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Syngenta GMO Corn Rejection Lawsuits

ATTENTION – Major $1.5 Billion Dollar Settlement Announced!

Act now to make your claim – Sign up by filling out our form, which you can find here (PDF).

Farmers:

You may see news, if you have not already, reporting that a settlement framework was reached for resolution of lawsuits, including Class Action claims, for American corn producers adversely affected by Syngenta’s MIR162 corn.

The announced settlement amount is nearly $1.5 billion, but details are still being worked out. We will report more once the final terms are negotiated. If the reports are translated into approved settlements by the federal court in the United States District for the District of Kansas and the state court overseeing a state class action in Minnesota, there will be a payment for each qualifying class member.

There has been a great deal of effort invested in this process, including the $217.7 million verdict in Kansas won by our co-counsel and a recent settlement reached during trial in a related lawsuit in Minnesota. If you have not joined up with our other farmers do so now by filling out this form and sending it in to us if you want to participate in the likely future settlement. There will likely be a claims procedure to be entitled to payment. We will oversee and handle that for all of our clients, and will keep you updated about recent progress.

The Syngenta Problem

Syngenta’s corn trait MIR162 made plants resistant to certain pests. While this isn’t necessarily a bad thing, it has the potential to injure the entire corn market if certain countries or world markets reject this type of corn over issues with this specific trait. By limiting the market, the total number of potential buyers is also limited. Simply put, fewer markets = lower prices. That being said, it is believed that every corn seller in the United States suffered a loss between 2011 and 2014 because of corn with the trait MIR162.

The USDA says 20 percent of U.S. corn is exported. In 2012-2013, China was the third largest export market for corn producers in the U.S. This market for U.S. corn, however, denied all U.S. corn because of the MIR162 trait. This trait was not approved in China until January 17, 2014. Chinese rejection of all U.S. corn caused an "injury to the market" which means, even if you have never planted Syngenta corn with the MIR162 trait, you may have suffered a financial loss. Because MIR162 corn was mixed and combined together with all other U.S. Corn, all non-MIR162 corn was contaminated and all U.S. corn shipments were denied by China whether or not it had that specific trait.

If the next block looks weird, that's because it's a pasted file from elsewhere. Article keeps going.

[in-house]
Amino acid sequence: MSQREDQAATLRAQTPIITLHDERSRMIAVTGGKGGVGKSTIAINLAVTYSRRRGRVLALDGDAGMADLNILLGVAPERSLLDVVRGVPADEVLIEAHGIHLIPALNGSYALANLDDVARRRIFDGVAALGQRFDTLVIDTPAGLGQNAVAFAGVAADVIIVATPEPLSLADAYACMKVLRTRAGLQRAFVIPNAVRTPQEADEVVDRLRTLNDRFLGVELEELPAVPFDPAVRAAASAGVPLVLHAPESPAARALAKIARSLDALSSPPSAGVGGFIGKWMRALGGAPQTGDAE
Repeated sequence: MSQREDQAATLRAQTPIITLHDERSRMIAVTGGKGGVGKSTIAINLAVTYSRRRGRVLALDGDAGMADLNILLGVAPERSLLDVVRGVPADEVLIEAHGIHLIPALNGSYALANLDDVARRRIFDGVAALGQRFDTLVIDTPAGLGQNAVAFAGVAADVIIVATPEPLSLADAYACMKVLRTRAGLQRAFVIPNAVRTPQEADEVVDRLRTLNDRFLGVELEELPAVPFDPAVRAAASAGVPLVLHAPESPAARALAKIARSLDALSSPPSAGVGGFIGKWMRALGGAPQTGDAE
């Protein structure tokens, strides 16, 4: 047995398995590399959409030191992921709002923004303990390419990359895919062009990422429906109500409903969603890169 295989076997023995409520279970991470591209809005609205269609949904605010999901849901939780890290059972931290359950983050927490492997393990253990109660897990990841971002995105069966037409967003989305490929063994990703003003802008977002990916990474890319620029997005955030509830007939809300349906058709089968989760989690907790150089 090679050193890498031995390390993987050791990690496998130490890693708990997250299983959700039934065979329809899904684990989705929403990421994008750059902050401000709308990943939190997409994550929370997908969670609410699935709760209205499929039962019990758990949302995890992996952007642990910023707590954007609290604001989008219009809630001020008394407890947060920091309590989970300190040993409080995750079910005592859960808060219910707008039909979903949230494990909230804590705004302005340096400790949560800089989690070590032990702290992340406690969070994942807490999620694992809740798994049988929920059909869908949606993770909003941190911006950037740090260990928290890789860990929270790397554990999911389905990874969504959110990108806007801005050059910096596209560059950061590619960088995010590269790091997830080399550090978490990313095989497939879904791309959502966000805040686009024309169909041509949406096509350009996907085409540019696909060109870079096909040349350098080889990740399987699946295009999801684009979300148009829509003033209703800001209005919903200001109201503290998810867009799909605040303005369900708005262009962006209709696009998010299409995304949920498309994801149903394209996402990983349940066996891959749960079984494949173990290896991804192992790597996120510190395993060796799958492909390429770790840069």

In an article for the Fremont Tribute, Attorney Dave Domina explained:

"Syngenta claims no market harm to U.S. farmers occurs, but common sense suggests otherwise. This financial problem came about because Syngenta decided to market its MIR162 corn to American corn farmers without disclosing the risk of losing the Chinese export market even though it knew China had not approved the trait."

The theory of the case is that all U.S. corn producers suffer a loss if the nationwide price of corn fell due to the loss of the Chinese market. It is thought that Syngenta misinformed farmers, elevators, and exporters that MIR162 approval by China was imminent and posed no problem for the corn market. However, even after Syngenta's upper management knew better, Syngenta continued to offer more MIR162 lines without disclosures. Even if the grain is good for some uses, it was not exportable on satisfactory terms.

MIR 162 has been sold under these names:

  • Agrisure Viptera in 2009 and
  • Agrisure Duracade more recently.

Syngenta plans to release 52 new corn hybrids for 2015:

  • 23 will be in the Viptera line and
  • 18 in the Duracade line.

Dave Domina held an informational meeting on Syngenta and water law issues, which you can find a recap of here.

The Investigation and Claim

The Domina Law Group is investigating claims against Syngenta and providing services to all producers and sellers who need our legal assistance. Every corn producer and seller is a potential claimant, and these cases will either be resolved as "mass actions" or in a "class action" on behalf of U.S. corn producers and sellers.

We are currently identifying corn growers across the U.S., including both Syngenta corn growers & Non-Syngenta growers and preparing to handle your claims for damage to the corn market and your reduced profits. Over time, marketing records will be needed but are not required now.

The crop years involved so far are 2011 through 2014. The National Grain & Feed Association estimated that U.S. growers, grain handlers, and exporters suffered losses up to $2.9 billion. Any dollars that can be recovered belong in the pockets of U.S. corn sellers. Sign up to protect your interests.

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